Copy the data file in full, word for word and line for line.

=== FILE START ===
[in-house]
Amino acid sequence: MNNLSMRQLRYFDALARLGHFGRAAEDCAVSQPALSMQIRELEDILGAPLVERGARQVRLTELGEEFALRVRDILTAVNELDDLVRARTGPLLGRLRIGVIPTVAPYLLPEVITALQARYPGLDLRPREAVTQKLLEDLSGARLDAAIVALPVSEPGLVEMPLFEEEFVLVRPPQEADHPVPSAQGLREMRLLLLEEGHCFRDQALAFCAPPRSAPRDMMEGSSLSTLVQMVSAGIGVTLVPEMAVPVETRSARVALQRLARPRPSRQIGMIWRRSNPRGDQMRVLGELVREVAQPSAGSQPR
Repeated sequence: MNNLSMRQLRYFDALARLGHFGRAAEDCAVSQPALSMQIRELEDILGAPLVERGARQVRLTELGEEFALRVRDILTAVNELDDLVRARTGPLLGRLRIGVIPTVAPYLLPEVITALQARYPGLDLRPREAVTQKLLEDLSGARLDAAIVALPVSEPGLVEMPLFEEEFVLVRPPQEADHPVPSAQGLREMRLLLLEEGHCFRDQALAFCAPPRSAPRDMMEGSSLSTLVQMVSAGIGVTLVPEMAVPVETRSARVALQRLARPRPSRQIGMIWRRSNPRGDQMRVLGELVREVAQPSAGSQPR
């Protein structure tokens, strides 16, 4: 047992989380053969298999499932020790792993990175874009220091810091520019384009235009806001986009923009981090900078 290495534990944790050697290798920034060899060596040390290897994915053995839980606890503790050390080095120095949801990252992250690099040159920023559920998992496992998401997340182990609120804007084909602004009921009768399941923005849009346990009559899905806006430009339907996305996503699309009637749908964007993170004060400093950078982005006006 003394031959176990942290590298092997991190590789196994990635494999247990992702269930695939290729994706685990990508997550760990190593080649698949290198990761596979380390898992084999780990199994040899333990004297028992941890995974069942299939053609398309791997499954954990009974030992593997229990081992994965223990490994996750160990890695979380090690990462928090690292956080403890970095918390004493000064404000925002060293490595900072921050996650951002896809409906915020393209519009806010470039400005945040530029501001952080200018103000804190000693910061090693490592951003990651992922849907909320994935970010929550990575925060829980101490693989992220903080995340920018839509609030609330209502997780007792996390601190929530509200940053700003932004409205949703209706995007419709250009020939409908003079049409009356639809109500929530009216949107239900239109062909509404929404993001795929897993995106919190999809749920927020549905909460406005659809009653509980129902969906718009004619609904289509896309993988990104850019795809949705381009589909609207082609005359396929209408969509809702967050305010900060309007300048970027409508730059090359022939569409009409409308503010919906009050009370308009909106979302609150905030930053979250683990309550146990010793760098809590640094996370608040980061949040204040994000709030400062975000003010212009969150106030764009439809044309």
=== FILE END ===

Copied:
[in-house]
Amino acid sequence: MNNLSMRQLRYFDALARLGHFGRAAEDCAVSQPALSMQIRELEDILGAPLVERGARQVRLTELGEEFALRVRDILTAVNELDDLVRARTGPLLGRLRIGVIPTVAPYLLPEVITALQARYPGLDLRPREAVTQKLLEDLSGARLDAAIVALPVSEPGLVEMPLFEEEFVLVRPPQEADHPVPSAQGLREMRLLLLEEGHCFRDQALAFCAPPRSAPRDMMEGSSLSTLVQMVSAGIGVTLVPEMAVPVETRSARVALQRLARPRPSRQIGMIWRRSNPRGDQMRVLGELVREVAQPSAGSQPR
Repeated sequence: MNNLSMRQLRYFDALARLGHFGRAAEDCAVSQPALSMQIRELEDILGAPLVERGARQVRLTELGEEFALRVRDILTAVNELDDLVRARTGPLLGRLRIGVIPTVAPYLLPEVITALQARYPGLDLRPREAVTQKLLEDLSGARLDAAIVALPVSEPGLVEMPLFEEEFVLVRPPQEADHPVPSAQGLREMRLLLLEEGHCFRDQALAFCAPPRSAPRDMMEGSSLSTLVQMVSAGIGVTLVPEMAVPVETRSARVALQRLARPRPSRQIGMIWRRSNPRGDQMRVLGELVREVAQPSAGSQPR
């Protein structure tokens, strides 16, 4: 047992989380053969298999499932020790792993990175874009220091810091520019384009235009806001986009923009981090900078 290495534990944790050697290798920034060899060596040390290897994915053995839980606890503790050390080095120095949801990252992250690099040159920023559920998992496992998401997340182990609120804007084909602004009921009768399941923005849009346990009559899905806006430009339907996305996503699309009637749908964007993170004060400093950078982005006006 003394031959176990942290590298092997991190590789196994990635494999247990992702269930695939290729994706685990990508997550760990190593080649698949290198990761596979380390898992084999780990199994040899333990004297028992941890995974069942299939053609398309791997499954954990009974030992593997229990081992994965223990490994996750160990890695979380090690990462928090690292956080403890970095918390004493000064404000925002060293490595900072921050996650951002896809409906915020393209519009806010470039400005945040530029501001952080200018103000804190000693910061090693490592951003990651992922849907909320994935970010929550990575925060829980101490693989992220903080995340920018839509609030609330209502997780007792996390601190929530509200940053700003932004409205949703209706995007419709250009020939409908003079049409009356639809109500929530009216949107239900239109062909509404929404993001795929897993995106919190999809749920927020549905909460406005659809009653509980129902969906718009004619609904289509896309993988990104850019795809949705381009589909609207082609005359396929209408969509809702967050305010900060309007300048970027409508730059090359022939569409009409409308503010919906009050009370308009909106979302609150905030930053979250683990309550146990010793760098809590640094996370608040980061949040204040994000709030400062975000003010212009969150106030764009439809044309």